Harm reduction advocates gather in Newark to bring awareness to drug overdoses
A man searches through an installation that contains pictures and stories of hundreds of people who died from drug overdoses. (Courtesy of Luceo Images)
As the supervisor of an EMS team out of University Hospital, Will Massenberg has witnessed hundreds of overdose deaths in Newark.
But he also had to deal with loss firsthand after his uncle died in 2005, followed by his brother in 2017, and then his sister in 2021 — all lost to the opioid epidemic.
“It affects everybody. Every day that this crisis keeps happening, it’s a reminder of my brother and my sister,” Massenberg said Wednesday. “It happens a lot in this city.”
Massenberg was at the Newark Public Library as officials unveiled a digital mosaic to mark International Overdose Awareness Day. The traveling memorial will head to Michigan and Pennsylvania later in the year, and will stop in four other states heavily impacted by the opioid crisis and overdose deaths.
More than 3,100 New Jerseyans died in 2021 of suspected drug overdoses, up 230% from a decade ago. While rates have remained largely steady among white residents, Black and Latino residents continue to see high rates of drug-related deaths. Across the country, overdoses led to 107,000 deaths last year.
The Newark installation, sponsored by Vital Strategies, is part of a nationwide campaign to support harm reduction by providing test strips for fentanyl , safer use supplies like clean needles, and medication for opioid withdrawal. The mosaic is intended to communicate just how many people — from all walks of life and of all ages and races — have lost their lives to the opioid epidemic.
Amesika Nyaku, a physician-scientist and trustee at the New Jersey Harm Reduction Coalition, stressed there are additional policy changes state officials can make to help prevent drug overdoses. She pointed to affordable housing and increased access to health care, education, and job opportunities, plus investment in communities that have suffered due to the war on drugs and opioid abuse.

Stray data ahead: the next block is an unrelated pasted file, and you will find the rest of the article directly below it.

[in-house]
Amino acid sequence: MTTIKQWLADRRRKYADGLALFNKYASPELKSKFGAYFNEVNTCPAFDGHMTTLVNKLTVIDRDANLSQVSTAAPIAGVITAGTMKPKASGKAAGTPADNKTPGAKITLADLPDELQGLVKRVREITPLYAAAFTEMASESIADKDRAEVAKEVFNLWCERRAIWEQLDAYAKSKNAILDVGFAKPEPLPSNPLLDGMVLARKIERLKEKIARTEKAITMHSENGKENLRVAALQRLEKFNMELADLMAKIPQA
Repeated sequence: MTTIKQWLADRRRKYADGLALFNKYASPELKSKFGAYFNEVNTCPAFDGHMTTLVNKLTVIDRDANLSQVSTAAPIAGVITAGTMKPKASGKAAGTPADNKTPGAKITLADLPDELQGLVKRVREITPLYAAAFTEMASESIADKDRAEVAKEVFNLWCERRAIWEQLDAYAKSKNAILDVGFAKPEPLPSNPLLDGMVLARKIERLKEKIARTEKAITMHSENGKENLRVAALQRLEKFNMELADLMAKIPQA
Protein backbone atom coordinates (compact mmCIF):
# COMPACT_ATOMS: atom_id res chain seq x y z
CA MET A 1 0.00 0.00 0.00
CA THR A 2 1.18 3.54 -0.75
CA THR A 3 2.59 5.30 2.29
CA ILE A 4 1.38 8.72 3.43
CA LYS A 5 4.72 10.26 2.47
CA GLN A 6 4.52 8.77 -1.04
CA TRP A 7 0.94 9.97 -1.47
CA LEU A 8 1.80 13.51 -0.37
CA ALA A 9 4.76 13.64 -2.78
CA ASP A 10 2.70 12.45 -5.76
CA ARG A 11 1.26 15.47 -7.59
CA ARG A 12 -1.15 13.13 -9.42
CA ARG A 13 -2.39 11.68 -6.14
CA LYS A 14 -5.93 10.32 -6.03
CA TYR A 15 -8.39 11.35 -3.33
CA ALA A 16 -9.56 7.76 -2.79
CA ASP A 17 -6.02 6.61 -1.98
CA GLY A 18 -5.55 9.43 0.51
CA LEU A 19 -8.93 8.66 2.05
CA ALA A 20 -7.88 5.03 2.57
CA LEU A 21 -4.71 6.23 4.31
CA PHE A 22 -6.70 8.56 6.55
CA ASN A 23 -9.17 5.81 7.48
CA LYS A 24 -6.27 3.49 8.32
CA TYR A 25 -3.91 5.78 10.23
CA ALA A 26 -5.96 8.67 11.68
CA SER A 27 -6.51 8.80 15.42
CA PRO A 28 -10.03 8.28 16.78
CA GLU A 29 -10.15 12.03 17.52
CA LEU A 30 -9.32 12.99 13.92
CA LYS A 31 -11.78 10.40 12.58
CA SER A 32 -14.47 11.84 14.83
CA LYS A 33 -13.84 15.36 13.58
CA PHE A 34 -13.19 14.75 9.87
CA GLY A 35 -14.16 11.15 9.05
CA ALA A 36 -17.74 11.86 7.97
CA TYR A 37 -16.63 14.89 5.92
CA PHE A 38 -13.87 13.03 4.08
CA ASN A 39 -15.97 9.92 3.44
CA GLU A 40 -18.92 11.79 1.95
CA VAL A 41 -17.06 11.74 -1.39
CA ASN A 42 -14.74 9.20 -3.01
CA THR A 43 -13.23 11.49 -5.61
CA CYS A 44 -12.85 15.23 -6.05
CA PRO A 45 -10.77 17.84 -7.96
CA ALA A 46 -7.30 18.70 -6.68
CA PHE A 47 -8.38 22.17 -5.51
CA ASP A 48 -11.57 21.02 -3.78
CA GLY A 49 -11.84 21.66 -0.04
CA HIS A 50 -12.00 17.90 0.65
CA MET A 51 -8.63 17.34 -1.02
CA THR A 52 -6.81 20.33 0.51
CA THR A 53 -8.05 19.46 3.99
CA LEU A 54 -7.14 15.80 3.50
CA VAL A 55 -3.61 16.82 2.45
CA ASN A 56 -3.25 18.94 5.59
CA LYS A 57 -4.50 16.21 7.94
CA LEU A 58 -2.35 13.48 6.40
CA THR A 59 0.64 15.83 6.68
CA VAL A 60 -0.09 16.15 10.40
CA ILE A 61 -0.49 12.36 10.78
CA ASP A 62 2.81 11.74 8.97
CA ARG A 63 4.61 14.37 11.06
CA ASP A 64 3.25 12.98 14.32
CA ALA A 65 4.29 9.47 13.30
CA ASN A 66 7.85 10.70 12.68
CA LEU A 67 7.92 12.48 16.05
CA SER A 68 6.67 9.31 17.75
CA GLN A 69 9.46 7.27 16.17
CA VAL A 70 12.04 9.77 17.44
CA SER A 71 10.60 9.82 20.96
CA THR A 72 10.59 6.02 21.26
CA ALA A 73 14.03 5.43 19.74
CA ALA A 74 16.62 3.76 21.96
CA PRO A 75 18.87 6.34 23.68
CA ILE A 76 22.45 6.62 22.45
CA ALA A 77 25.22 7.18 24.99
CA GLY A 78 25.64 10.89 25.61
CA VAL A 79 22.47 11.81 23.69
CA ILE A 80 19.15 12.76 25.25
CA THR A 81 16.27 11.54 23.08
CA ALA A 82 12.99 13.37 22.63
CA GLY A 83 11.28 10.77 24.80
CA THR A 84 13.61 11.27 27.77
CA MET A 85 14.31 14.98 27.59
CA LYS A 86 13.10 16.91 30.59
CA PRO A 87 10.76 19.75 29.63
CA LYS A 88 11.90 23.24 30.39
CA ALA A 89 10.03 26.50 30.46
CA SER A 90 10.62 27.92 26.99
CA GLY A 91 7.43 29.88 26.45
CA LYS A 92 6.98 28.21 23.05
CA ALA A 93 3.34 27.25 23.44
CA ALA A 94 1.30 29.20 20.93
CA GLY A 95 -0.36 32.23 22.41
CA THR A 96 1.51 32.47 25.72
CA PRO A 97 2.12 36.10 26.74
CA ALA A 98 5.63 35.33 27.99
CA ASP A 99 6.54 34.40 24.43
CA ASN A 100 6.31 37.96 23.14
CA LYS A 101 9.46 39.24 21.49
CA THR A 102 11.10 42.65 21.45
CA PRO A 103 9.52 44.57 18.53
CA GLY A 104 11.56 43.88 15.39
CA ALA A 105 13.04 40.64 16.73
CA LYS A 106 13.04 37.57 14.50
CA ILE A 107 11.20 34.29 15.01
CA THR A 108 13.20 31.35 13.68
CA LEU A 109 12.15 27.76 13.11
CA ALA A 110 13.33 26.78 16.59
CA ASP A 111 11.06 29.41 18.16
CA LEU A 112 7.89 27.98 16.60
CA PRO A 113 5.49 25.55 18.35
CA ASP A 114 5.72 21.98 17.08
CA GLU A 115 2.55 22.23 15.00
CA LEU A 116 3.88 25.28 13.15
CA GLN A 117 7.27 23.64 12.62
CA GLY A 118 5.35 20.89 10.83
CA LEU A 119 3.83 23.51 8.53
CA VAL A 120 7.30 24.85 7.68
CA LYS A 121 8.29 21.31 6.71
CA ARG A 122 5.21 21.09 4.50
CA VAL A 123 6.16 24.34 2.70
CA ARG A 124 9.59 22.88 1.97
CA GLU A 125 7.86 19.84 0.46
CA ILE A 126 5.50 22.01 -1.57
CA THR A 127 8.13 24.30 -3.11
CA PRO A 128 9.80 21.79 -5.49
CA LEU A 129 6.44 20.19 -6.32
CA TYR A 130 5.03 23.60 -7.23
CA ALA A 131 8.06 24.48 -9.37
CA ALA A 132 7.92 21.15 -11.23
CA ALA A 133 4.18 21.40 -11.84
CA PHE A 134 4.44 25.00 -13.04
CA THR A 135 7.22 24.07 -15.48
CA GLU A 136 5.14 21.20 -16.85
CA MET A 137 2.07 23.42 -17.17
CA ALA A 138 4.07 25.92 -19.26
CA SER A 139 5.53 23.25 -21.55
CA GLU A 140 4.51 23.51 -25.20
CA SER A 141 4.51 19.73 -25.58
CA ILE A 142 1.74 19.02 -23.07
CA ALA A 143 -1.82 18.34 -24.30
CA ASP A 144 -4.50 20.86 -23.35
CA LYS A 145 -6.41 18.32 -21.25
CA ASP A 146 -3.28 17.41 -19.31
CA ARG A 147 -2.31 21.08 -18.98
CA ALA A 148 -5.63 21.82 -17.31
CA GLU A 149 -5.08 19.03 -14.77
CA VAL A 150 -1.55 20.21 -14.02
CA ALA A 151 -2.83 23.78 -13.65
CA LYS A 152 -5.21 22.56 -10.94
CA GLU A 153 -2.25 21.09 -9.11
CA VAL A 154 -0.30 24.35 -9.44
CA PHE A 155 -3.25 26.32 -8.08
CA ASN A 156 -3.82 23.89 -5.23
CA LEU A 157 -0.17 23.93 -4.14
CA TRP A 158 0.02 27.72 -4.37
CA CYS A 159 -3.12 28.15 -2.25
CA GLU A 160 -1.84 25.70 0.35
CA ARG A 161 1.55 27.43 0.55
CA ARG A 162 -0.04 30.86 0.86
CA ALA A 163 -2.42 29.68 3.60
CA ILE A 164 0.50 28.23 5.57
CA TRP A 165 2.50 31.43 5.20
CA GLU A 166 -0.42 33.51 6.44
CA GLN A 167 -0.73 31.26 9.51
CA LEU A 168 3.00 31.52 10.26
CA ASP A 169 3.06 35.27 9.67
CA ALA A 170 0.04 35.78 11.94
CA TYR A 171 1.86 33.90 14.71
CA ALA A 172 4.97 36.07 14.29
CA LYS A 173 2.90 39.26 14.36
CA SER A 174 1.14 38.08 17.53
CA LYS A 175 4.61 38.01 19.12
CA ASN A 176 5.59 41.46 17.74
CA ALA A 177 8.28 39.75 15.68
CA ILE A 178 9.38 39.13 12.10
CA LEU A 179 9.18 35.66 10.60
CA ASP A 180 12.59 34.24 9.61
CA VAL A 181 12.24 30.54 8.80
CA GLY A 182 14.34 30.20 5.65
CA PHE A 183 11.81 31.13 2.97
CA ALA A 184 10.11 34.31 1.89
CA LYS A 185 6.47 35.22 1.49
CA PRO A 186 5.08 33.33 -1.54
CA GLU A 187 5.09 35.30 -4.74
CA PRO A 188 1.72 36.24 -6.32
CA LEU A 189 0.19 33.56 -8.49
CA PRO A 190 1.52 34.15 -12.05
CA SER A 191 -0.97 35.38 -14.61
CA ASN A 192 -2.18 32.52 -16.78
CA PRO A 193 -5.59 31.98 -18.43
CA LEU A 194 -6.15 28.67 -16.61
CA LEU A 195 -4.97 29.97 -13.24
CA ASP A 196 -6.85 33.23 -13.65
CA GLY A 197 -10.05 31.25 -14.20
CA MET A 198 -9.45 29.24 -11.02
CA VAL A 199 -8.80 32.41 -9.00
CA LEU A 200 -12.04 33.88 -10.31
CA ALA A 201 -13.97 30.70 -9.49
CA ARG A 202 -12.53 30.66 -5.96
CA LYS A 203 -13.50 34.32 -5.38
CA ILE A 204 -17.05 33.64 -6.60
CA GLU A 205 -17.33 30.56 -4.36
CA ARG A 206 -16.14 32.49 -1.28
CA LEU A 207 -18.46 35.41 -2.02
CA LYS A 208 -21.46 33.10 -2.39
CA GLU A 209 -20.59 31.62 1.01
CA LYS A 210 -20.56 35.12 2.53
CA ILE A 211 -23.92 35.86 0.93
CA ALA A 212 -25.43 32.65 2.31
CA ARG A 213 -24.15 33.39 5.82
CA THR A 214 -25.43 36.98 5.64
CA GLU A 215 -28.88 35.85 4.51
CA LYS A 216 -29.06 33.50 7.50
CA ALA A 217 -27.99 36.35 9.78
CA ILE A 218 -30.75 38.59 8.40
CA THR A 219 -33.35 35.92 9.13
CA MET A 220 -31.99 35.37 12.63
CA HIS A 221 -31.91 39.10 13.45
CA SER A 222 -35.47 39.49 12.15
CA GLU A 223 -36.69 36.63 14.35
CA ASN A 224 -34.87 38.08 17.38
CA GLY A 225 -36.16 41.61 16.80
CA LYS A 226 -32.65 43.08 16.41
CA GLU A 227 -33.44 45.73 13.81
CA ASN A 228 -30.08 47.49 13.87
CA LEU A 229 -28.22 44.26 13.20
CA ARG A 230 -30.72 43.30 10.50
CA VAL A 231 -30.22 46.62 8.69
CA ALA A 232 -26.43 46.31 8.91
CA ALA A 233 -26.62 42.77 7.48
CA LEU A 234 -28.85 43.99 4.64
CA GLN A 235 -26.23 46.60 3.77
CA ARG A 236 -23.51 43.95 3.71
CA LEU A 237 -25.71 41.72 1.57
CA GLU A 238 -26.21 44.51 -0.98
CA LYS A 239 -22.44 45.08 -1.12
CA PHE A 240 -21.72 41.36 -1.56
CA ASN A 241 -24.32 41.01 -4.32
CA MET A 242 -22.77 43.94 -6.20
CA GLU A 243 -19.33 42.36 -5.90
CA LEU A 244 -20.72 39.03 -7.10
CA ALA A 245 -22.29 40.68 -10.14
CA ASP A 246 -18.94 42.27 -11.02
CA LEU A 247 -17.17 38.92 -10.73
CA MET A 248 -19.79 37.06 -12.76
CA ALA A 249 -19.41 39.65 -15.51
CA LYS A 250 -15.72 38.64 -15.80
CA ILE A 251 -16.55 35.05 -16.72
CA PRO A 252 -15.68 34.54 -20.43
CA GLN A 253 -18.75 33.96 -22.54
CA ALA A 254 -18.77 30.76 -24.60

New Jersey is receiving $641 million from settlements with opioid distributors and makers, with the money being split evenly between the state and 241 local municipalities. The settlement agreements are between the state and Johnson & Johnson, McKesson, Cardinal Health, and AmerisourceBergen.
Nyaku also called on state officials, including Health Commissioner Judith Persichilli and Human Services Commissioner Sarah Adelman, who both spoke at the event, to roll out more syringe exchanges and increase access to methadone.
“We’ve made major strides here in New Jersey to move and change policy, and now it’s about seeing that effective use of it,” she said. “With the overdoses that are happening in our communities every day, these are the solutions. This harm education saves lives.”
A law signed by Gov. Phil Murphy in January allows the state Health Department to approve new safe-syringe sites to help people seek treatment and avoid infections or diseases from sharing needles. He also signed legislation decriminalizing possession of syringes and creating local overdose fatality review teams to look at drug-relation deaths.
Mayor Ras Baraka, Solomon Middleton-Williams of the Newark Community Street Team, and Dionna King with Vital Strategies’ overdose prevention program also joined the event.
Over the next 10 days, Newark will host free naloxone training with the city’s community street team and host survivors and activists for discussions at the library, located at 5 Washington St.
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